Still Here: Planning for Inclusivity and Resilience in Downtown Colorado Springs

by Catherine Duarte, AICP

An interstate, two homeless shelters, a coal-fired power plant, a park notorious for illicit activity, warehouses, a railroad, an upcoming soccer stadium and a wave of luxury housing. These are the tensions at play in the Mill Street neighborhood, a historic community just southwest of downtown Colorado Springs. The residents who remain and have fought against decades of public disinvestment, environmental conditions, and contentious land use decisions reached out and initiated the call for a plan to address their place in the downtown’s future.

The City of Colorado Springs Community Development Division, whose focus is to assist low-income neighborhoods, preserve and create affordable housing, and address homelessness, was well positioned to respond to resident concerns. Using Community Development Block Grant (CDBG) funds, staff planners partnered with the Colorado-based firm Design Workshop to design an inclusive planning process that was not afraid to address past injustices and produce a practical plan that could immediately be implemented.

Building community capacity beyond the few active neighborhood association members took time and is still an ongoing effort in the implementation phase. It was imperative that the team devise an outreach strategy explicitly mindful of the decades of neglect and broken promises that had caused disenfranchisement among longtime residents. The larger socio-economic profile of the neighborhood indicate barriers to traditional civic engagement (60% low-income, 65% renters, 50% live alone, 34% persons living with disabilities, 16% seniors), so the team embraced innovative engagement strategies, such as caroling for comments, that prioritized meeting residents where they are. This led to a successful outcome of more than 30% of residents and 50% of business owners providing input for the plan.

The Mill Street Neighborhood Plan provides the framework, resources and policies for a more resilient future, for residents to survive and thrive in the face of dramatic change. The plan’s purpose is to be intentional about the future evolution of this neighborhood: encouraging redevelopment of vacant and underused properties in harmony with the neighborhood culture and empowering residents to affect change.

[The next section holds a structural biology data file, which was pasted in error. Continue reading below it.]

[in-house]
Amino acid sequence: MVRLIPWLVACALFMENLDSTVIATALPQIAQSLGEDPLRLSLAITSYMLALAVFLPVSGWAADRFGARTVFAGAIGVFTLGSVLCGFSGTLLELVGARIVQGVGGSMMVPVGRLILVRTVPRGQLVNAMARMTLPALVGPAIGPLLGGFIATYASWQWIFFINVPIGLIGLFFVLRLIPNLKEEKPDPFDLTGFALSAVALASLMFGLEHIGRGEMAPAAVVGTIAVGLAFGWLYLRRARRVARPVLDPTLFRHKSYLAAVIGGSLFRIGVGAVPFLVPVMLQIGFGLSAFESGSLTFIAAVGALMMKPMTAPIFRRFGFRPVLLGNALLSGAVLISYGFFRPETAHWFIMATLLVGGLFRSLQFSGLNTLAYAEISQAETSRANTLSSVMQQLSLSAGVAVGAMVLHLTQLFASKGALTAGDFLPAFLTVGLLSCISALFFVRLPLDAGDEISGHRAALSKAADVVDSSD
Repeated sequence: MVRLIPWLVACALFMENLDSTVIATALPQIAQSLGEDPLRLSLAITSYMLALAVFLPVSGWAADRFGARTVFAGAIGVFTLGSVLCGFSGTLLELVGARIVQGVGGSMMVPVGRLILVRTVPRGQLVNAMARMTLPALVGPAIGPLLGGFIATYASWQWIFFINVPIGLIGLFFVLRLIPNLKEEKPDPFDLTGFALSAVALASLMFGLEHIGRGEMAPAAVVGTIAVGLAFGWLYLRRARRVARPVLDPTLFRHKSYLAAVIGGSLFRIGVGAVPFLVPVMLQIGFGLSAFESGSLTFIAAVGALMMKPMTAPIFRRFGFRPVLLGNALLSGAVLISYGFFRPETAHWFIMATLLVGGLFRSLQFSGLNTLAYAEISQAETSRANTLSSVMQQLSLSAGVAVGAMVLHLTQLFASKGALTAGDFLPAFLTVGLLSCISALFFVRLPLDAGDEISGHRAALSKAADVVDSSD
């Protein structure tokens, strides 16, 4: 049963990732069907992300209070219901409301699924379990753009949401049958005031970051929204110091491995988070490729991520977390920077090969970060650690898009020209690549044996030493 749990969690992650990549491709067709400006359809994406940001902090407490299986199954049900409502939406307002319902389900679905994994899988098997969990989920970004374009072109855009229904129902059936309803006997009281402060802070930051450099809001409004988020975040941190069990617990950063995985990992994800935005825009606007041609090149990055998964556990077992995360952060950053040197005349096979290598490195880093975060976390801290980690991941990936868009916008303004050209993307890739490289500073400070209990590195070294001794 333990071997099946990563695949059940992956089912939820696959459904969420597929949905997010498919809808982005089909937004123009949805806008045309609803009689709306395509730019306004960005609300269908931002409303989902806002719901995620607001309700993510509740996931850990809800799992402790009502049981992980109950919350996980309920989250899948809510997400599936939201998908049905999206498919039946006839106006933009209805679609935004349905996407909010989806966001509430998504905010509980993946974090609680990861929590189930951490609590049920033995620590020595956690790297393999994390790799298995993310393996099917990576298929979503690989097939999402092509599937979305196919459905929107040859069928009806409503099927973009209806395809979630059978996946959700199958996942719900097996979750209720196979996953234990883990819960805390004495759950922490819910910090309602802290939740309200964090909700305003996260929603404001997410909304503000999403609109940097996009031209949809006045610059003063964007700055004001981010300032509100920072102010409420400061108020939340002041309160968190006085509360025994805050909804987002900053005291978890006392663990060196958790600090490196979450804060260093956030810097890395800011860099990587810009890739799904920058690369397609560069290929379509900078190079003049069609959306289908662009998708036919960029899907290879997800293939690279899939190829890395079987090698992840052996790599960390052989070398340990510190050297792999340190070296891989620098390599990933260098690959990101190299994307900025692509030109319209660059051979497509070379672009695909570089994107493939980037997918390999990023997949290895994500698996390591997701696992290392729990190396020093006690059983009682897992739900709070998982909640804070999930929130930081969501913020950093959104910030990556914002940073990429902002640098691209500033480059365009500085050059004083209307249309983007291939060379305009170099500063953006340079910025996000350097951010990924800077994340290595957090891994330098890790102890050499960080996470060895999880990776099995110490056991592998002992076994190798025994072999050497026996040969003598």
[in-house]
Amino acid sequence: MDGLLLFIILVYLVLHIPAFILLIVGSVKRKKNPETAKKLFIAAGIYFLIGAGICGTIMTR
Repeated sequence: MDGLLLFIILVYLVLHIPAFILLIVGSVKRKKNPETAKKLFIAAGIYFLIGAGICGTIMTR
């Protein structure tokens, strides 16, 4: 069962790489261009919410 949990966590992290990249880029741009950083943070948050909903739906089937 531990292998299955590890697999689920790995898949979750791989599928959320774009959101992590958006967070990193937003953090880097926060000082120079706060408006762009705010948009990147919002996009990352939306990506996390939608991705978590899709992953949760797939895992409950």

The overarching goals of the plan address immediate safety and quality of life issues for residents and businesses as well as long-term holistic approaches to preservation and connectivity. Since receiving unanimous approvals by all reviewing entities in February 2019, the Mill Street Neighborhood Plan is being put to use. City staff and the planning commission have begun using the new project alignment tool and Community Development staff has gotten to work on implementing a number of the 79 actions outlined in the plan, including but not limited to:

  • Partnering with the area’s non-profits on regular cleanups;
  • Conducting a Crime Prevention Through Environmental Design assessment of the public spaces;
  • Installation of new lighting and replacement of old lighting heads;
  • Building relationships between residents, businesses and shelter managers; and
  • Coming up in 2020: accessory dwelling unit grant program; housing rehabilitation initiative; public art collaboration with the City’s Water Resources Engineering Division; street tree planting; and capacity building assistance for neighborhood association and local businesses.


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